WASHINGTON (AP) _ Within five years, drinking water in the United States will have to meet a new and tougher arsenic standard now being adopted by the Bush administration.
The administration's about-face Wednesday on a standard issued in the last days of the Clinton presidency will be felt particularly in rural towns among Western mining states where arsenic, both a naturally occurring substance and industrial byproduct, is found in high concentrations.
Environmental Protection Agency Administrator Christie Whitman said the decision to adopt the new standard will reduce the maximum amount of arsenic allowed in drinking water from 50 parts per billion _ a level first set in 1942 _ to 10 ppb by 2006.
``A standard of 10 ppb protects public health based on the best available science and ensures that the cost of the standard is achievable,'' Whitman said in a letter to House Appropriations Chairman Rep. Bill Young, R-Fla.
One part per billion is the equivalent of one drop of water in a 10,000 gallon swimming pool.
Last month, the National Academy of Sciences issued a report to Whitman saying the agency had greatly underestimated the cancer risks of arsenic in drinking water.
The risks are much higher than the agency had acknowledged even for low levels of arsenic in tap water, the report said. Even at 3 ppb, it said, the risk of bladder and lung cancer from arsenic exposure is between four and 10 deaths per 10,000 people. The EPA's maximum acceptable level of risk for the past two decades for all drinking water contaminants has been one death in 10,000.
The Natural Resources Defense Council, an environmental group whose lawsuits pushed the Clinton administration to propose the new standard, says Whitman should have announced a 3 ppb standard if she were really basing her decision on sound science.
Whitman had asked the academy to study the health effects of establishing a standard of 3, 5, 10 or 20 parts per billion. At each level, the study found, the cancer risks were much higher than the EPA had estimated.
``The scientific evidence now proves we need a standard of 3 ppb to protect health,'' said Erik D. Olson, a senior lawyer for NRDC. ``Her review was a charade, and her decision will threaten the health of millions of Americans.''
The EPA estimates that one in 20 water systems, or about 4,100 nationwide, will have to treat their water to meet the new standard. Some 97 percent of those are small systems serving communities of fewer than 10,000 people.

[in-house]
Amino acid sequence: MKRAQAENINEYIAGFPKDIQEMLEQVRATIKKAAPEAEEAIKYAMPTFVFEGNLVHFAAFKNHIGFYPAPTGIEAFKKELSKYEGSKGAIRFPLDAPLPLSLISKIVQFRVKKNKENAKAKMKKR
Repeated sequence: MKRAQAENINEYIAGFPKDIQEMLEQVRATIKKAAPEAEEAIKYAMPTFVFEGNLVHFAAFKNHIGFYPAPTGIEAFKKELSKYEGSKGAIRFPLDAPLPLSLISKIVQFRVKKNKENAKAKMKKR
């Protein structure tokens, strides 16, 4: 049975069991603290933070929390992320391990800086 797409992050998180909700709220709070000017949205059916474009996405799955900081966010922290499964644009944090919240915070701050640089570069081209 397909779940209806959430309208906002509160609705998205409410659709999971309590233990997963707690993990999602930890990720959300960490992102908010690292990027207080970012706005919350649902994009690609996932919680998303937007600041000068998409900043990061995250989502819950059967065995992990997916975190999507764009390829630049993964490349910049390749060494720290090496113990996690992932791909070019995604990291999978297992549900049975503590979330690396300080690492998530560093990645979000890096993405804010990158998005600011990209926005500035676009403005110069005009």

To help ease the financial burden, the EPA plans to provide $20 million for researching the most cost-effective technologies to meet the new standard, Whitman said.
``These communities will need help if they are to comply with the standard,'' said Sen. Harry Reid, D-Nev., who supports the 10 ppb standard but hopes Congress will provide $750 million annually so many of the towns and native tribes like those in his mining state can upgrade their water systems.
Former President Clinton had adopted the 10 ppb standard three days before leaving office. The Bush administration suspended that action until next February and left in place the 50 ppb standard, citing at least $200 million in new costs to local communities and questioning the scientific basis behind the new standard.
Costs of compliance for major water systems, however, would be less than $1.50 a month per household, EPA estimates.
In July, EPA also began gathering public comment; Wednesday was the deadline for submissions. Critics say the new standard will be tough for some to meet.
``In a lot of instances this is going to do more harm than good. In a small community, you have limited public health dollars,'' said Mike Keegan, a policy analyst for the National Rural Water Association, whose study estimated the new costs to be $400 million.
The report pointed to health effects other than cancer that should be considered, including heart disease, high blood pressure and diabetes. It also rejected arguments that there is a clear, safe threshold below which arsenic does not cause cancer.